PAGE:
After 2 straight World Series losses, Los Angeles is probably feeling a little Gray. We would all be better off if it was a bit more Sonny.
If you didn’t catch that, The Dodgers should attempt to acquire right-handed pitcher Sonny Gray from the New York Yankees. Yes, the same Sonny Gray coming off a season in which he had a 4.90 ERA, 4.17 FIP, 4.10 xFIP, and 5.00 DRA in 130.1 innings.
Back in 2017 when he was on the Oakland A’s, there was constant speculation that he was a target for the Dodgers. He ended up getting traded to the Yankees where his career took a turn for the worse but we’ll get back to that.
This off-season, the Dodgers have been connected to about every top starter available. While Gray isn’t an obvious candidate for ‘top starter available’ anymore, there are some underlying reasons to believe he could be a front of the rotation pitcher again.
Gray, 29, was the staff ace of the Oakland Athletics in 2014 and 2015. He threw over 200 innings both seasons and posted a 3.08 and 2.73 ERA in those years. The following year, he didn’t to stay healthy and that led to on-field struggles. During the 2017 season, he rebounded and was back to his old self until he was traded to the Yankees. In 2018, he was bad, and the Yankees have been openly documented in their attempts to trade him this off-season.
Gray is currently in his final year of arbitration, MLB Trade Rumors projects him to make $9,1 million for the 2019 season.
A deeper look at Gray
When looking at Gray, you can see his style just didn’t match up with the Yankees’ philosophy. The Yankees limit their pitcher’s fastball usage and have them throw more off-speed pitches. In 2017, the year they acquired Gray, their pitchers threw fastballs only 44.9% of the time, which was the lowest in the league. In 2018, they were again last in the league at 47.4%. That number dropped to 41.3% when only looking at their starting pitchers.
To compare, the Dodgers had their pitchers throw fastballs 54.8% of the and their starters throw them 47.8% of the time. Part of the gap for the Dodgers is likely because Walker Buehler and Rich Hill were the only Dodgers’ starters with really good fastballs. Nearly 60% of Hill’s and Buehler’s pitches were fastballs so the Dodgers are clearly ok with high fastball usage.
When Gray was successful, he was throwing his fastball anywhere from 55% to 62% of the time. The Yankees had him cut that down to 35% to throw his cutter more (2% with the A’s to 20% with the Yankees) and his curveball more (14% with the A’s to 23% with the Yankees). What is so significant about that is Fangraphs ranked his cutter as his worst pitch.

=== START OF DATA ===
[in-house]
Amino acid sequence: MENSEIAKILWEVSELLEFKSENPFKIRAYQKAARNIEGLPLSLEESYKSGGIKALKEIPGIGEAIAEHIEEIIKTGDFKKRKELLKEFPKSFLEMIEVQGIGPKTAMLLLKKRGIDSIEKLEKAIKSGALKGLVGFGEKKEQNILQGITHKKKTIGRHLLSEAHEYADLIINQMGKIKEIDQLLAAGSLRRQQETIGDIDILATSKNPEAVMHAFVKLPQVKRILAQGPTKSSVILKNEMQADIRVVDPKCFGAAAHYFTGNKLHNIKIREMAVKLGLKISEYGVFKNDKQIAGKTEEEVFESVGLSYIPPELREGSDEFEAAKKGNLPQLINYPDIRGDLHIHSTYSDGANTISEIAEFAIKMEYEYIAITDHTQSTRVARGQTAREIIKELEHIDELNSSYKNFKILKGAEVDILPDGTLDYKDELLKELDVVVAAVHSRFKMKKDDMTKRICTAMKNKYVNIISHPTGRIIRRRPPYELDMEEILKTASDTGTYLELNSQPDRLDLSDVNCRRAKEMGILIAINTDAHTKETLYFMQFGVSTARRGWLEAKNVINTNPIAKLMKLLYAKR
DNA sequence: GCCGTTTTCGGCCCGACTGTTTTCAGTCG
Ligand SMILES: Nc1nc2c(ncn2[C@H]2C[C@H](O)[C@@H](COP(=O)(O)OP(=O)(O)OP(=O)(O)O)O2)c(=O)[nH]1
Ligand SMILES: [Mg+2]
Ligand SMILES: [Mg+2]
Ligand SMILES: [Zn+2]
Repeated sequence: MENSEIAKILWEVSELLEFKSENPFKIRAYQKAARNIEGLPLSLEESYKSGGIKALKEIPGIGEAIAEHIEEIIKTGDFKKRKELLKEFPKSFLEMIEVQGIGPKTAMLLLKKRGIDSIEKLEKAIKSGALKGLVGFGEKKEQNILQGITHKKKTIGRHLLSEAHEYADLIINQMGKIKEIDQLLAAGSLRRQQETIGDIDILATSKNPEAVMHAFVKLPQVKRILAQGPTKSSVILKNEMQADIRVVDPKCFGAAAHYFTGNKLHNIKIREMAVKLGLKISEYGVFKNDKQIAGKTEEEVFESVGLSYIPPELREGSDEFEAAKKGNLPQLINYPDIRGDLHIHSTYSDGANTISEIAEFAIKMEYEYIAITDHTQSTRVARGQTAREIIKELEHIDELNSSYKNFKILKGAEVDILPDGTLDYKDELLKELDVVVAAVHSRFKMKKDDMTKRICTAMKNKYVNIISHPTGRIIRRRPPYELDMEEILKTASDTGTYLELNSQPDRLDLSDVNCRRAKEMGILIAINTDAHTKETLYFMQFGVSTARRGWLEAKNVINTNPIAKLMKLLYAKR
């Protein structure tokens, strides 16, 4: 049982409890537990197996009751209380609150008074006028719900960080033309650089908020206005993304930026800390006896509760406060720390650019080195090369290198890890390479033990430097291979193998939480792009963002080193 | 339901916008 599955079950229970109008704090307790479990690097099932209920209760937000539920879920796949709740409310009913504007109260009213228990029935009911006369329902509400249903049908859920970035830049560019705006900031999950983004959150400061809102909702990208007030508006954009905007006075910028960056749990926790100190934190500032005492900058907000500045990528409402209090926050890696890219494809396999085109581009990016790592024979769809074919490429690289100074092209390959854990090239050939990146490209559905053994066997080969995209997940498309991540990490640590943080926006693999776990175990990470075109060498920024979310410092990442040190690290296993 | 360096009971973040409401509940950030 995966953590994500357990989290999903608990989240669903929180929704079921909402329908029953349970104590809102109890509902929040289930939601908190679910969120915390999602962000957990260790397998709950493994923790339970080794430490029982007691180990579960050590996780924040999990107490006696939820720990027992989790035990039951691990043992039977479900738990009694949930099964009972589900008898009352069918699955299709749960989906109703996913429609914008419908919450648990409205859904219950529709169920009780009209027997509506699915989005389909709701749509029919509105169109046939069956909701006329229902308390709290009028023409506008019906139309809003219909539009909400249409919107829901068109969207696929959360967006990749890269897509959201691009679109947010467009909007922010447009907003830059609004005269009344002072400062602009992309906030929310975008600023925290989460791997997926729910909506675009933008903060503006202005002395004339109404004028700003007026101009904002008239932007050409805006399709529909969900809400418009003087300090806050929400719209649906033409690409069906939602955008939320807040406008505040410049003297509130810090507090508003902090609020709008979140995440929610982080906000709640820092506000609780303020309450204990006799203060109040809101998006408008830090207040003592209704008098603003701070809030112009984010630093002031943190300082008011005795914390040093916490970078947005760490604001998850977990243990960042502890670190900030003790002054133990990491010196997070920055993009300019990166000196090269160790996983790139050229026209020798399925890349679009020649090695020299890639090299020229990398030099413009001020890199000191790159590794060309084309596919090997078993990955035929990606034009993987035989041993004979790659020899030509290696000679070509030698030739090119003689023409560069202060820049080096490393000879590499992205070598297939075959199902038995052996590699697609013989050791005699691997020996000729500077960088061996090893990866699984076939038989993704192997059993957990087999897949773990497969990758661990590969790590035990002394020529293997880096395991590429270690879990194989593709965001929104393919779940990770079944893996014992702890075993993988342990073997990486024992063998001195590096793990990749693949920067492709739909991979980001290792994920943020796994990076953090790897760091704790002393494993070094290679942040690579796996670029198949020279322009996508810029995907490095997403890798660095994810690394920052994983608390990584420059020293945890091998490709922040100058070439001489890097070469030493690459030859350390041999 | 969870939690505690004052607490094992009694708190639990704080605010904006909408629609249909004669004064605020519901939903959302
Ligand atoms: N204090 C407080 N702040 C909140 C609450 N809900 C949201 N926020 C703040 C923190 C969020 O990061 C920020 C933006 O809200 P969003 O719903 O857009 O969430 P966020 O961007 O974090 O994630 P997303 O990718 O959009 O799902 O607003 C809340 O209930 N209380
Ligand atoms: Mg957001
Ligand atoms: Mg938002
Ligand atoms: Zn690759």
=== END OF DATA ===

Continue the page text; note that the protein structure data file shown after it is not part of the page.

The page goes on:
As a result, this led to an increase in hard hit rate and walk rate without making him significantly better at anything else. That’s a recipe for disaster for any pitcher. There is a lot of reason to believe Gray could return to form with improved pitch sequencing, something the Dodgers excel at doing with their pitchers.
Another reason to be optimistic on Gray is his average fastball spin rate is still above league average at 2448 RPM. That’s even higher than his 2015 average, his best season, of 2362 RPM. His average spin rate on all his pitches in 2015 was 2315 RPM and it 2018 they averaged 2533 RPM. That’s likely the reason his strikeout numbers slightly increased even during his struggles (20% to 21% and 22%). It’s also a potential indication that his stuff is still good and not declining. It’s possibly getting better.
Sonny Gray is the perfect buy low candidate. He only has 1 year of control left, he’s coming off a down year, the Yankees don’t have room for him in their rotation, he doesn’t fit their pitching philosophy. Putting that all together, his projected contract is not worth it for the Yankees and it probably lowers his value if they hold onto him to start the season.
Since the Dodgers are already deep in starting pitching, they can afford to take on a risky but high reward player. If he works out, the they add another top starter and improve their bullpen by moving one of their current starters there, likely Kenta Maeda. If it doesn’t work out, the Dodgers would still be perfectly fine. They could also attempt to turn him into a reliever like they’ve successfully done or attempted to do with other starting pitchers.
The cost for acquiring Gray should be pretty low for a player with his talents. It wouldn’t be for any of their top prospects. I don’t want to throw out a trade suggestion but players like Yadier Alvarez or Edwin Rios could possibly interest the Yankees. Both have some upside and are blocked on the Dodgers’ roster.
Obviously we all want the Corey Kluber’s and Noah Syndergaard’s of the world, but sometimes the best move isn’t the obvious one.
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